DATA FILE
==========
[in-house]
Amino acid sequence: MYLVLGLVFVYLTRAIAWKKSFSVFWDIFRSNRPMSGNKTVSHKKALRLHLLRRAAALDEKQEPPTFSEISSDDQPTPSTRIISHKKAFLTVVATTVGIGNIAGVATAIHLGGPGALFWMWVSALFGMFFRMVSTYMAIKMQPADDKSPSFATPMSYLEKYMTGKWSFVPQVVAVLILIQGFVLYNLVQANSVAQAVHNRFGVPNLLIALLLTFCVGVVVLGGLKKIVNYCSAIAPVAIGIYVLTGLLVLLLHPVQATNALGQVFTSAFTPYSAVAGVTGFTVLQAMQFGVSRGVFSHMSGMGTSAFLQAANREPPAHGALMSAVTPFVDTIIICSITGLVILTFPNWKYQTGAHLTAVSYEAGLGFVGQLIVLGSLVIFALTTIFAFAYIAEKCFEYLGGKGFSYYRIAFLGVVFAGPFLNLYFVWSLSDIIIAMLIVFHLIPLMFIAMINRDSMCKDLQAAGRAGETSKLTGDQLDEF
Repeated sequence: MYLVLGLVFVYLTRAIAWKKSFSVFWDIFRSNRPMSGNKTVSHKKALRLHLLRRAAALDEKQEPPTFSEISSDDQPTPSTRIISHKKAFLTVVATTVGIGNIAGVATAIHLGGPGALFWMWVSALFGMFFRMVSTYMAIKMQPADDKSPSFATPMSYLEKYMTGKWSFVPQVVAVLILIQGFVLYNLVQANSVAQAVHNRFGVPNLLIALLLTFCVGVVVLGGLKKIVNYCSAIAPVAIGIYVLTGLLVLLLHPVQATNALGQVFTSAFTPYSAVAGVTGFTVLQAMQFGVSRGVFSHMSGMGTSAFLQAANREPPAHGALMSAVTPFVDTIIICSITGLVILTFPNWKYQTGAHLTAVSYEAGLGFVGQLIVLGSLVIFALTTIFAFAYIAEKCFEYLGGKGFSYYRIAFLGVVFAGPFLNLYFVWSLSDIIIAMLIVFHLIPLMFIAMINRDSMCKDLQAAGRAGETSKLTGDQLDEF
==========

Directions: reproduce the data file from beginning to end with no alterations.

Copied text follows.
[in-house]
Amino acid sequence: MYLVLGLVFVYLTRAIAWKKSFSVFWDIFRSNRPMSGNKTVSHKKALRLHLLRRAAALDEKQEPPTFSEISSDDQPTPSTRIISHKKAFLTVVATTVGIGNIAGVATAIHLGGPGALFWMWVSALFGMFFRMVSTYMAIKMQPADDKSPSFATPMSYLEKYMTGKWSFVPQVVAVLILIQGFVLYNLVQANSVAQAVHNRFGVPNLLIALLLTFCVGVVVLGGLKKIVNYCSAIAPVAIGIYVLTGLLVLLLHPVQATNALGQVFTSAFTPYSAVAGVTGFTVLQAMQFGVSRGVFSHMSGMGTSAFLQAANREPPAHGALMSAVTPFVDTIIICSITGLVILTFPNWKYQTGAHLTAVSYEAGLGFVGQLIVLGSLVIFALTTIFAFAYIAEKCFEYLGGKGFSYYRIAFLGVVFAGPFLNLYFVWSLSDIIIAMLIVFHLIPLMFIAMINRDSMCKDLQAAGRAGETSKLTGDQLDEF
Repeated sequence: MYLVLGLVFVYLTRAIAWKKSFSVFWDIFRSNRPMSGNKTVSHKKALRLHLLRRAAALDEKQEPPTFSEISSDDQPTPSTRIISHKKAFLTVVATTVGIGNIAGVATAIHLGGPGALFWMWVSALFGMFFRMVSTYMAIKMQPADDKSPSFATPMSYLEKYMTGKWSFVPQVVAVLILIQGFVLYNLVQANSVAQAVHNRFGVPNLLIALLLTFCVGVVVLGGLKKIVNYCSAIAPVAIGIYVLTGLLVLLLHPVQATNALGQVFTSAFTPYSAVAGVTGFTVLQAMQFGVSRGVFSHMSGMGTSAFLQAANREPPAHGALMSAVTPFVDTIIICSITGLVILTFPNWKYQTGAHLTAVSYEAGLGFVGQLIVLGSLVIFALTTIFAFAYIAEKCFEYLGGKGFSYYRIAFLGVVFAGPFLNLYFVWSLSDIIIAMLIVFHLIPLMFIAMINRDSMCKDLQAAGRAGETSKLTGDQLDEF